Arctic circle Lesson plans

My lesson looks at the effects Earth’s axial tilt has on the planetary and local scales.

My lesson plan integrates cultural standards D and E. Specifically D2 and E1 and E3.

Curriculum standard D. 2. engages students in the construction of new knowledge and understandings that contribute to an ever-expanding view of the world.

In the lesson plan the students contemplate the effects of a different axial tilt of the earth. They are challenged to use the knowledge the have and make hypotheses.

Curriculum standard E. 1. encourages students to consider the inter-relationship between their local circumstances and the global community;

3. prepares students to “think globally, act locally.”

In this unit the students discuss the global causes of seasons and relate them to the local level. They also touch on the possible effects changes at the global level will have on their town.

Here are the links to my lessons.

IBook Section https://online.uas.alaska.edu/onlinelib/_portfolios/LJGUENTHER/LJGUENTHER_1373/Arctic_circle_Luke.iba

Teacher section https://online.uas.alaska.edu/onlinelib/_portfolios/LJGUENTHER/LJGUENTHER_1333/Arctic_lesson_plans_for_teachers.pdf

Word.doc it has all the same info as the Ibook but isn’t as well organized

https://online.uas.alaska.edu/onlinelib/_portfolios/LJGUENTHER/LJGUENTHER_2527/Obliquity_and_the_Arctic_in_Relation_to_Where_You_Live.pdf

11 thoughts on “Arctic circle Lesson plans”

  1. I really like this lesson. Simple, but important and full of information, thinking and as you put it “thinking globally, acting locally.” I also really like that you said your students will utilize the iBook! That is something I didn’t even think about to put into my own lesson! What a great resource we STARTED– and what a good place for students to go for some of their information.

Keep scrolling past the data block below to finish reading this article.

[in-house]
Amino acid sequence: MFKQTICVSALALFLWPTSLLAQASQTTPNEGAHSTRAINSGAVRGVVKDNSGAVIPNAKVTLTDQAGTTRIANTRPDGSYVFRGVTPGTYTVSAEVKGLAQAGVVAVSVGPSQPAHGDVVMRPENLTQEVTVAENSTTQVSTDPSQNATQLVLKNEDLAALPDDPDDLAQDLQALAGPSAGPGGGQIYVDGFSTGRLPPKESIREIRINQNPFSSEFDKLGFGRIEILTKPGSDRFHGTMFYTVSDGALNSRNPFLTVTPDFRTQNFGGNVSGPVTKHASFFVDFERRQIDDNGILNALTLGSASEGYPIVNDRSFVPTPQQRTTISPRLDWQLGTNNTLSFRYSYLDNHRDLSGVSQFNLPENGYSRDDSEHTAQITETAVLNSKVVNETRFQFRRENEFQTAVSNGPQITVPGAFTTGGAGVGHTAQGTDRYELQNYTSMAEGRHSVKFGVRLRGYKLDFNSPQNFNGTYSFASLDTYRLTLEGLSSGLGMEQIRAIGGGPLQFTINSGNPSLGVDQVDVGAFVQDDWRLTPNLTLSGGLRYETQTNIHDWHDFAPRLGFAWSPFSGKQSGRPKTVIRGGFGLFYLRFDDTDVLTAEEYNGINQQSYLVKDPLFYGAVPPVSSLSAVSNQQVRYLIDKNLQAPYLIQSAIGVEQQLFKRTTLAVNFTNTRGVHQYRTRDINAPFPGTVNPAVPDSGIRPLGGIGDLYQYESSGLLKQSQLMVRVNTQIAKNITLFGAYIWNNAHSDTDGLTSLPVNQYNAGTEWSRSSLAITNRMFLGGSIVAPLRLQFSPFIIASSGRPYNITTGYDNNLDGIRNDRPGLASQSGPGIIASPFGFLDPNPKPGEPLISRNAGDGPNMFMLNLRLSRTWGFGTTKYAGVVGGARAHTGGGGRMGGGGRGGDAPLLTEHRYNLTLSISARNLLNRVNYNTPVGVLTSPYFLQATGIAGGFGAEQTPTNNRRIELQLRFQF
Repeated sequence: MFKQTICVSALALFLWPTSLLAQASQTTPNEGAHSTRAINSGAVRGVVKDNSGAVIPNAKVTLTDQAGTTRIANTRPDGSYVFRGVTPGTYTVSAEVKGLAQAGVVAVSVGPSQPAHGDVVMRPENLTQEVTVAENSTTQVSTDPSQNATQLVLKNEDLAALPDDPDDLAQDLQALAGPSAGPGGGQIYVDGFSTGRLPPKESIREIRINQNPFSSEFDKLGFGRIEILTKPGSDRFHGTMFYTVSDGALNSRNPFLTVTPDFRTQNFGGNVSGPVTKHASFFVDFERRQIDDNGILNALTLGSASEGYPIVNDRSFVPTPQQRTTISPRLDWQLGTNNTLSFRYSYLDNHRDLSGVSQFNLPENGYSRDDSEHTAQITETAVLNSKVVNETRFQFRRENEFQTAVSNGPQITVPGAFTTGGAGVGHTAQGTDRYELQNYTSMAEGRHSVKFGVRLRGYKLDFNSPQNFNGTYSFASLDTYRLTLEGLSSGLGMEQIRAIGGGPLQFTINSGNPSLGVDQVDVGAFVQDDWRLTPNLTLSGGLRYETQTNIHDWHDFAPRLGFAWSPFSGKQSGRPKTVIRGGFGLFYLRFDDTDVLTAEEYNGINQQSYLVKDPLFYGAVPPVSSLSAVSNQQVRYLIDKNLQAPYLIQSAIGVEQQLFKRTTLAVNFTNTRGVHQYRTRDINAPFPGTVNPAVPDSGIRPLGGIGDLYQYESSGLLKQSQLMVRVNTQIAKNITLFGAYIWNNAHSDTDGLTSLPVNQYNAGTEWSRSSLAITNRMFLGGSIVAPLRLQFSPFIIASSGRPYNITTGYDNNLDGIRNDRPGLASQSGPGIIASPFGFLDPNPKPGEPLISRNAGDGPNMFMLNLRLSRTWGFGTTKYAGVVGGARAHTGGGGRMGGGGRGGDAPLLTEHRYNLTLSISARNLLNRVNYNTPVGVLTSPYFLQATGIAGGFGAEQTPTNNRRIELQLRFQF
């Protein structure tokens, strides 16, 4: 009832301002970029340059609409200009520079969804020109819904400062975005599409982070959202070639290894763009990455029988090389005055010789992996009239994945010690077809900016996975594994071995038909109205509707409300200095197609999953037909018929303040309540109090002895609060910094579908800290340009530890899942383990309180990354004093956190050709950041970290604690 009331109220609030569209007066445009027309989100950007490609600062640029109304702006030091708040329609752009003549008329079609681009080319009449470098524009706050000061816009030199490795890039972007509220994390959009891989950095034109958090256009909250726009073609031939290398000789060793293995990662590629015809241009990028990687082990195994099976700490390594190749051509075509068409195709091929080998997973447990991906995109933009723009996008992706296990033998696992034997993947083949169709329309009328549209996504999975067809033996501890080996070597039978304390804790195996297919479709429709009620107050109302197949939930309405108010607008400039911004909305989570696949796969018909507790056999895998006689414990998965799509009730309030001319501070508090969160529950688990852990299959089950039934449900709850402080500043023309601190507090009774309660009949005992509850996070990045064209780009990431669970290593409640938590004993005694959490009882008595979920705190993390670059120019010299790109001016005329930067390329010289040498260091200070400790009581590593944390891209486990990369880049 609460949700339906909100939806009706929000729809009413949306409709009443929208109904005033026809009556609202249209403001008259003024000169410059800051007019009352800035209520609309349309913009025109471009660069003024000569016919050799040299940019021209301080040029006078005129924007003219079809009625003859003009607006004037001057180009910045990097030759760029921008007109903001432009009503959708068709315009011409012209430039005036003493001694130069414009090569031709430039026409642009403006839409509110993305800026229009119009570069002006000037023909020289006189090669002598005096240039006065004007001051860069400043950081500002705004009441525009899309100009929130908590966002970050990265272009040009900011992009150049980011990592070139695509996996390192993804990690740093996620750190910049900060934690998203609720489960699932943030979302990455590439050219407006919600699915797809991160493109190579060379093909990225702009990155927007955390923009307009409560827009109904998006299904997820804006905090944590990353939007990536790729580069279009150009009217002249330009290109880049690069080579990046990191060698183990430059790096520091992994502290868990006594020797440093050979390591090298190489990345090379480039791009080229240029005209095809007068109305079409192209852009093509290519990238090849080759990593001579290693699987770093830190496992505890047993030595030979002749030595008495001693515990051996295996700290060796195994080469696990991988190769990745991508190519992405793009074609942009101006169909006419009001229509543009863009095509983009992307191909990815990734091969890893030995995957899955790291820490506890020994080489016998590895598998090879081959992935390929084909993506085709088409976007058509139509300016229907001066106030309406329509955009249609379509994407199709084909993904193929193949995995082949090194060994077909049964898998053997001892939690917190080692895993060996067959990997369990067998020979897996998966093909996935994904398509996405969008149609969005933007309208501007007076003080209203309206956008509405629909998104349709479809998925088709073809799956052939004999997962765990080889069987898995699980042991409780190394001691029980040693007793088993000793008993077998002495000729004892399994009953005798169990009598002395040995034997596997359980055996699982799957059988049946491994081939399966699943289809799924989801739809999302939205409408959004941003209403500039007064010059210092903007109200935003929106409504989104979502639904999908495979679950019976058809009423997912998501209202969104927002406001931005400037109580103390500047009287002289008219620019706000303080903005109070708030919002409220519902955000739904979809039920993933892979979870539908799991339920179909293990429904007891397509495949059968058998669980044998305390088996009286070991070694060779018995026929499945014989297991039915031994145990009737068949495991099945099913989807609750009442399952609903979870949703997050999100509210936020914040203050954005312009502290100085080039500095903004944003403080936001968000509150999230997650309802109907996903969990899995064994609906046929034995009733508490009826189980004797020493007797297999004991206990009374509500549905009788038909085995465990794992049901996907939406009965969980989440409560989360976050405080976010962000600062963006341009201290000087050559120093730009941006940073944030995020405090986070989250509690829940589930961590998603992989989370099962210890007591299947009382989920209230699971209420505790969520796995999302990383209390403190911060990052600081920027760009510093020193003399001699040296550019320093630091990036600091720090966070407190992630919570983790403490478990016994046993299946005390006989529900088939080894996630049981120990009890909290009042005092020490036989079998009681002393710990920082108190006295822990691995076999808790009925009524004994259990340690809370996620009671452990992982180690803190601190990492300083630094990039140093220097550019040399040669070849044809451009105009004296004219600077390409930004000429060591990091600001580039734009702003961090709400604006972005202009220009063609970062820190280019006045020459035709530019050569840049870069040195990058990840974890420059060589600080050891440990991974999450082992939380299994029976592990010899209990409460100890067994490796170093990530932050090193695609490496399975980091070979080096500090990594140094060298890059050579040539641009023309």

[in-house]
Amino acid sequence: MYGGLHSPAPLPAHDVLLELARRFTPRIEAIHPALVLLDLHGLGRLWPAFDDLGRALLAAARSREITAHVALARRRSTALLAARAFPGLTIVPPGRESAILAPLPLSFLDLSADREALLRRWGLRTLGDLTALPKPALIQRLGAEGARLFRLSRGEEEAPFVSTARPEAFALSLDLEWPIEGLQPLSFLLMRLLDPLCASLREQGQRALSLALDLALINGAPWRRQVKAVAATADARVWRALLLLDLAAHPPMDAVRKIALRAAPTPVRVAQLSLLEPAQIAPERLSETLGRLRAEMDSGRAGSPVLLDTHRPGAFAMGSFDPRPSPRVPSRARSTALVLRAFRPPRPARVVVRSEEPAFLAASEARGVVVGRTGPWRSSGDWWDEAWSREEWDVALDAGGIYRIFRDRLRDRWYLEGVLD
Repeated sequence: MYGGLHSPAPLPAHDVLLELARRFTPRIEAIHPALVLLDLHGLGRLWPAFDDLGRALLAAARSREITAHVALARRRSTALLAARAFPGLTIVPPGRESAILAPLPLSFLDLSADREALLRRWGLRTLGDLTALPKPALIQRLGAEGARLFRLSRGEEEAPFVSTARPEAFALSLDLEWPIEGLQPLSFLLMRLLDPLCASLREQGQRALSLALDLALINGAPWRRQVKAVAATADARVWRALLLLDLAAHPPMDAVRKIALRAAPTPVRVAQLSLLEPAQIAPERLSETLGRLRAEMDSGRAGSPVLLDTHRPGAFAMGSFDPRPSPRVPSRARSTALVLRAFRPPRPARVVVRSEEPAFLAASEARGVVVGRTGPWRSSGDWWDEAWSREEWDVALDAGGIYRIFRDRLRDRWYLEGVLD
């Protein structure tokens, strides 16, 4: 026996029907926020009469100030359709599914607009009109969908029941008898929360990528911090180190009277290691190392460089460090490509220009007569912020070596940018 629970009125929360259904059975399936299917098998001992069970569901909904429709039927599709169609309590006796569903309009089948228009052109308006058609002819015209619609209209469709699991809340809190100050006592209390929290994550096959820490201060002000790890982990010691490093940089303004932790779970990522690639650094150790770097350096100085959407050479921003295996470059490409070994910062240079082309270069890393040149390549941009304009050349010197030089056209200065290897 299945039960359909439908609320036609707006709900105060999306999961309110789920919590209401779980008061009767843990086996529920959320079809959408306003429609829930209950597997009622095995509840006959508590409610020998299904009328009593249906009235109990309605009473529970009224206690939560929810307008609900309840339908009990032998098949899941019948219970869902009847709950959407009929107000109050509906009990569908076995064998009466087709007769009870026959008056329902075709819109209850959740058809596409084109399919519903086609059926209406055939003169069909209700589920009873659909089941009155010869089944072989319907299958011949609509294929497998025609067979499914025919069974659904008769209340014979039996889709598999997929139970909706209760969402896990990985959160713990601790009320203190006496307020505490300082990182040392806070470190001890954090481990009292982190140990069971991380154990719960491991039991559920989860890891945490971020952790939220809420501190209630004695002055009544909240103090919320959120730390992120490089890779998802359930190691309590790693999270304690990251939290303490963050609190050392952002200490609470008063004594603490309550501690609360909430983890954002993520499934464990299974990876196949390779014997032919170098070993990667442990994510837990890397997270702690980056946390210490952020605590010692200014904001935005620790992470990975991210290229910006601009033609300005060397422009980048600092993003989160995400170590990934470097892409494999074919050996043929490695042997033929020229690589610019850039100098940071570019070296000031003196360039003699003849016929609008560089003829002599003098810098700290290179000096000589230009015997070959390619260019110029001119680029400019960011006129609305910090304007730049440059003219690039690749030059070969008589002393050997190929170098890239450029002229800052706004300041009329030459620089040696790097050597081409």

The terms you plan on talking about are all very important– and the need for discussion around them and some ‘definitions’ is important. And, that some people may fit the description of a few of these terms.

  2. Good stuff, Luke, Obi-Wan was correct when he said, “the Force is strong with this one.” Sorry, pal, for the Star War’s reference. Nope, not sorry.

    Seriously, I love the lesson plan of breaking down the the tilt of the Earth tied in with the seasons. It is something that I often think about living in Alaska where we can feel the effects and visually witness how we rotate on star-ship-planet-earth around the sun all the while maintaining the tilt angle. Such relatively simple geometry and physics have everything to do with how the world’s weather and seasons operate and shape the earth. Nice tie with what’s happening in our backyard with this tilt to give the students relavent background knowledge. You have awoken my inner science geek. May the force be with you!

  3. So one of the things I really like about this lesson is that I have no idea what the answers might be. Obviously, I haven’t been in science classes for 15 years, but I guess I never stopped to ask myself “what forces cause the earth to tilt relative to the sun” and “how does this create seasons.” I mean, the fact that the earth does tilt relative to the sun means I knew why days and nights change in length, and seasons are an obvious spinoff of that. But to actually hear it explained scientifically sounds really fascinating. I don’t think I’d mind sitting in on that class myself!